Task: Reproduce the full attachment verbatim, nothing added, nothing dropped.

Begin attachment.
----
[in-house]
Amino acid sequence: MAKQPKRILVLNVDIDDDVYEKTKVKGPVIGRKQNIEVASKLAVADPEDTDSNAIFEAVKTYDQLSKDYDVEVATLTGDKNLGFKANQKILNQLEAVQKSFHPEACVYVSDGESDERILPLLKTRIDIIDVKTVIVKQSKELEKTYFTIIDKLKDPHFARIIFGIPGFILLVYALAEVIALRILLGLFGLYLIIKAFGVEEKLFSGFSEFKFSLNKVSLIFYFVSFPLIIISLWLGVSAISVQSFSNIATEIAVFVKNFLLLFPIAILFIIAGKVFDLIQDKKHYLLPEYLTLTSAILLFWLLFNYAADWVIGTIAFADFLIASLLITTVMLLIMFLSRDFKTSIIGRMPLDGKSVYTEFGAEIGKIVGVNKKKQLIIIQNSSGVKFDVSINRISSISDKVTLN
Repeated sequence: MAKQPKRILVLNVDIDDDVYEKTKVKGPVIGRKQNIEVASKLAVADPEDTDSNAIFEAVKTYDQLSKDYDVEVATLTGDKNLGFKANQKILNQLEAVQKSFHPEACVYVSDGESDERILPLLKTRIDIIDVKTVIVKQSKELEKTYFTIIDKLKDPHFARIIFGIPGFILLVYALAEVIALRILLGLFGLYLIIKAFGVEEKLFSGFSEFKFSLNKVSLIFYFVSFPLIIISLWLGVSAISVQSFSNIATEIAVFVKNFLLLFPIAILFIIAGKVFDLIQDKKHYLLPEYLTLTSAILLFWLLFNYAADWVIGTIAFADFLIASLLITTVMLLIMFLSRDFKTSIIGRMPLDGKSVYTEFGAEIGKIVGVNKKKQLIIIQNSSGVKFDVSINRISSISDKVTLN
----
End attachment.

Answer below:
[in-house]
Amino acid sequence: MAKQPKRILVLNVDIDDDVYEKTKVKGPVIGRKQNIEVASKLAVADPEDTDSNAIFEAVKTYDQLSKDYDVEVATLTGDKNLGFKANQKILNQLEAVQKSFHPEACVYVSDGESDERILPLLKTRIDIIDVKTVIVKQSKELEKTYFTIIDKLKDPHFARIIFGIPGFILLVYALAEVIALRILLGLFGLYLIIKAFGVEEKLFSGFSEFKFSLNKVSLIFYFVSFPLIIISLWLGVSAISVQSFSNIATEIAVFVKNFLLLFPIAILFIIAGKVFDLIQDKKHYLLPEYLTLTSAILLFWLLFNYAADWVIGTIAFADFLIASLLITTVMLLIMFLSRDFKTSIIGRMPLDGKSVYTEFGAEIGKIVGVNKKKQLIIIQNSSGVKFDVSINRISSISDKVTLN
Repeated sequence: MAKQPKRILVLNVDIDDDVYEKTKVKGPVIGRKQNIEVASKLAVADPEDTDSNAIFEAVKTYDQLSKDYDVEVATLTGDKNLGFKANQKILNQLEAVQKSFHPEACVYVSDGESDERILPLLKTRIDIIDVKTVIVKQSKELEKTYFTIIDKLKDPHFARIIFGIPGFILLVYALAEVIALRILLGLFGLYLIIKAFGVEEKLFSGFSEFKFSLNKVSLIFYFVSFPLIIISLWLGVSAISVQSFSNIATEIAVFVKNFLLLFPIAILFIIAGKVFDLIQDKKHYLLPEYLTLTSAILLFWLLFNYAADWVIGTIAFADFLIASLLITTVMLLIMFLSRDFKTSIIGRMPLDGKSVYTEFGAEIGKIVGVNKKKQLIIIQNSSGVKFDVSINRISSISDKVTLN